Stars Sang in God’s Garden

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Many today listen to the song “Grace” without a thought for Joseph Mary Plunkett, the 1916 Easter Rising leader and martyr, yet he is the hero of that dirgeful ballad (though not, of course, its author).  It is still sung at almost every Irish wedding and weekly in Singing Lounges throughout the length and breadth of the country.  Even as I type, the tune runs through my head.  

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Going to my Hometown

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Parading a musty clop along the mall;

Redbrick and granite should glimmer in their boast.



Razing a glint in bier-garten toast,

I’m jealous – their sip, lip-locked – I’m enthralled.

 The chivalrous sweat in musical droves,

Saluting the weather with world-weary wink.

The steeples, serene, without rain to drink:

A clan wry, a-flowing – a city of mauve.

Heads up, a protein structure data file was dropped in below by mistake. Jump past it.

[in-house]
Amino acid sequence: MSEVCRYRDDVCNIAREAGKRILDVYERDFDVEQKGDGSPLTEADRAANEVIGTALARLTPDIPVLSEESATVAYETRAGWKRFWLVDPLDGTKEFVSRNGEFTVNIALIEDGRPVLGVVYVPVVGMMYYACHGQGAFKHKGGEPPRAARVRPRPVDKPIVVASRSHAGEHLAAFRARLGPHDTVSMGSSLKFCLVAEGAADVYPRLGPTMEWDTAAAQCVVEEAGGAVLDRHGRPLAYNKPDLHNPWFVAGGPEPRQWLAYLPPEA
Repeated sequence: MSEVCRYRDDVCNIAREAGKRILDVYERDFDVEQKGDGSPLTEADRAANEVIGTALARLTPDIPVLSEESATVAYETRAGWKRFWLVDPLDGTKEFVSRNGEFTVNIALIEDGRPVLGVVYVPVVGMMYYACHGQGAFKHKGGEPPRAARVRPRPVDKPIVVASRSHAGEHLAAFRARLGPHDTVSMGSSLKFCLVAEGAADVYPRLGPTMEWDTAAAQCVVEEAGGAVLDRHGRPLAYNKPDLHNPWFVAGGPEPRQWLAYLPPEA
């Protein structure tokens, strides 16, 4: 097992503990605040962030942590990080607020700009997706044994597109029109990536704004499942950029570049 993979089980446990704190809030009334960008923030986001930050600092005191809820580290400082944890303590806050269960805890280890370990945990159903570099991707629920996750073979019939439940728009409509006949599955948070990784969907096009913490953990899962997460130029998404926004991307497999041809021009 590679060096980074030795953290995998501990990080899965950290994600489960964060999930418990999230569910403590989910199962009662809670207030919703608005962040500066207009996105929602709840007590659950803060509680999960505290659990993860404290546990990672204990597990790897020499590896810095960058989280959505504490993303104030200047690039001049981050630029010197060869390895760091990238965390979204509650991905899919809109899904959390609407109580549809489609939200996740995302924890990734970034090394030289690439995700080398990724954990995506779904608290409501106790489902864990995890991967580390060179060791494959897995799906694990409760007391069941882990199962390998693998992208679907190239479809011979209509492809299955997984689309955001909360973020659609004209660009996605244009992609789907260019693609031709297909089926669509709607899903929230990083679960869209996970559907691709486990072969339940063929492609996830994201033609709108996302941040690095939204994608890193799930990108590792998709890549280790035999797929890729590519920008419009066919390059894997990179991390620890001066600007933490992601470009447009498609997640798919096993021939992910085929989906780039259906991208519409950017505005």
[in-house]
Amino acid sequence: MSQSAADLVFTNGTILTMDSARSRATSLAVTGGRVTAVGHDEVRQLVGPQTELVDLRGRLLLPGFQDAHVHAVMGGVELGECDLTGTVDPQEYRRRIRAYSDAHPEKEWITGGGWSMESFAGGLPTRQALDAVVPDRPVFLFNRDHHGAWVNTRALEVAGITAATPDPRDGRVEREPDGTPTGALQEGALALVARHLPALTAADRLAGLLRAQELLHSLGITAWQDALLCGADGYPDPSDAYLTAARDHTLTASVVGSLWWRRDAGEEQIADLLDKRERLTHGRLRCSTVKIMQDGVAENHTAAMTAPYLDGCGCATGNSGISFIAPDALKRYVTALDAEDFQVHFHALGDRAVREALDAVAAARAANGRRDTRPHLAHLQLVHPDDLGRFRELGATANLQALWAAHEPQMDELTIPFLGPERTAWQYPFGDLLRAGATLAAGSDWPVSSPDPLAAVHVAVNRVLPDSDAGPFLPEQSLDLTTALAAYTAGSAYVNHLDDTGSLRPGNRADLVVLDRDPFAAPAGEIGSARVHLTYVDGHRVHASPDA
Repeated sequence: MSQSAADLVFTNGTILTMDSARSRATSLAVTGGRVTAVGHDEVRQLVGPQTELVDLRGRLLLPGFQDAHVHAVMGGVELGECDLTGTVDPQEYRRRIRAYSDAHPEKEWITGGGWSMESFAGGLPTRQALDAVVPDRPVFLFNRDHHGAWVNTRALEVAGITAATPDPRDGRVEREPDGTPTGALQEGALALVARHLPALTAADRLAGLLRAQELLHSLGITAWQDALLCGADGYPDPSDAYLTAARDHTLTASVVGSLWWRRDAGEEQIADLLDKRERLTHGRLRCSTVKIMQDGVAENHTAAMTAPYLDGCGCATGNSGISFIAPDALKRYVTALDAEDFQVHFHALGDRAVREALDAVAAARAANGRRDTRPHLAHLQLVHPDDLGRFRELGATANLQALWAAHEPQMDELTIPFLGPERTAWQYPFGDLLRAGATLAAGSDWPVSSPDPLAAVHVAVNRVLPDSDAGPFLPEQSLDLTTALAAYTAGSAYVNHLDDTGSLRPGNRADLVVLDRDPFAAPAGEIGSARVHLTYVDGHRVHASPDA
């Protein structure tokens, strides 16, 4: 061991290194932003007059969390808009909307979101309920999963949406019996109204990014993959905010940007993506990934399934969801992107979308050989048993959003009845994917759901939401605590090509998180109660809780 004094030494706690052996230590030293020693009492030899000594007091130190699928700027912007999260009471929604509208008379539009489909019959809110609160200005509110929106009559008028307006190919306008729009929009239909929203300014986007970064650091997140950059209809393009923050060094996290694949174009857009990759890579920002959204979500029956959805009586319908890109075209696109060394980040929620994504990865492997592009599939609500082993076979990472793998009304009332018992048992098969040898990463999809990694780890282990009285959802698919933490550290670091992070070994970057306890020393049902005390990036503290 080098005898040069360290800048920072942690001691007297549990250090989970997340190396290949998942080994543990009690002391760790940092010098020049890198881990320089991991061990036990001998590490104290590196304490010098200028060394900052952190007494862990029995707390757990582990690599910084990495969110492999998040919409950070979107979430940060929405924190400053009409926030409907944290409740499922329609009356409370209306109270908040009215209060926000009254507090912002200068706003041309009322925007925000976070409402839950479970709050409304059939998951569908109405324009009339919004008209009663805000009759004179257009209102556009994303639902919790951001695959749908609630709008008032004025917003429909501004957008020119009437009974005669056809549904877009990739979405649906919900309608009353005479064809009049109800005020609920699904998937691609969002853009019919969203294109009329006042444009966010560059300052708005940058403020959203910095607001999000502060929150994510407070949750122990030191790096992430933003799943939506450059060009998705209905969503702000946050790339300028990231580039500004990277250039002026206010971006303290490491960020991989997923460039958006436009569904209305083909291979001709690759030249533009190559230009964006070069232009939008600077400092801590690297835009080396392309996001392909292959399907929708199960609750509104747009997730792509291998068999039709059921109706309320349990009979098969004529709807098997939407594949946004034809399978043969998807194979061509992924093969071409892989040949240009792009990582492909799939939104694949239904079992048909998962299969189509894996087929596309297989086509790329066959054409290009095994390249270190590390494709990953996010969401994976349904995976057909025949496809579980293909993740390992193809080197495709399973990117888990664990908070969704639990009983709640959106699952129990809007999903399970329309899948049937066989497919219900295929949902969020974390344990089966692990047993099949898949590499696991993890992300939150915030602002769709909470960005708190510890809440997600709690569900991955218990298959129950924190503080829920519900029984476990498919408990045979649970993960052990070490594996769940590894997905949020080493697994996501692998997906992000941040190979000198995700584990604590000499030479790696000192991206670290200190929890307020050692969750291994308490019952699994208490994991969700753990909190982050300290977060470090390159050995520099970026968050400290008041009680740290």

Borderline bubble I love you so well.

I source you for boredom, ’tis true, ’tis true,

For dryness can seem here the hottest of hells

But I would be dead if ’twas not for you –

A cynic. A liar. A lover. A son –

A soul wracked to bone mass from valley-sought glue.

McGinn

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Last evening at Newry Film Club we enjoyed an unusual offering “Departures” which focused on death, its meaning and how the ‘crossing’ causes us to reflect on the meaning of life.

The following poem by James Patterson has ‘McGinn’ observing, and reflecting upon his own lifeless corpse.  
 

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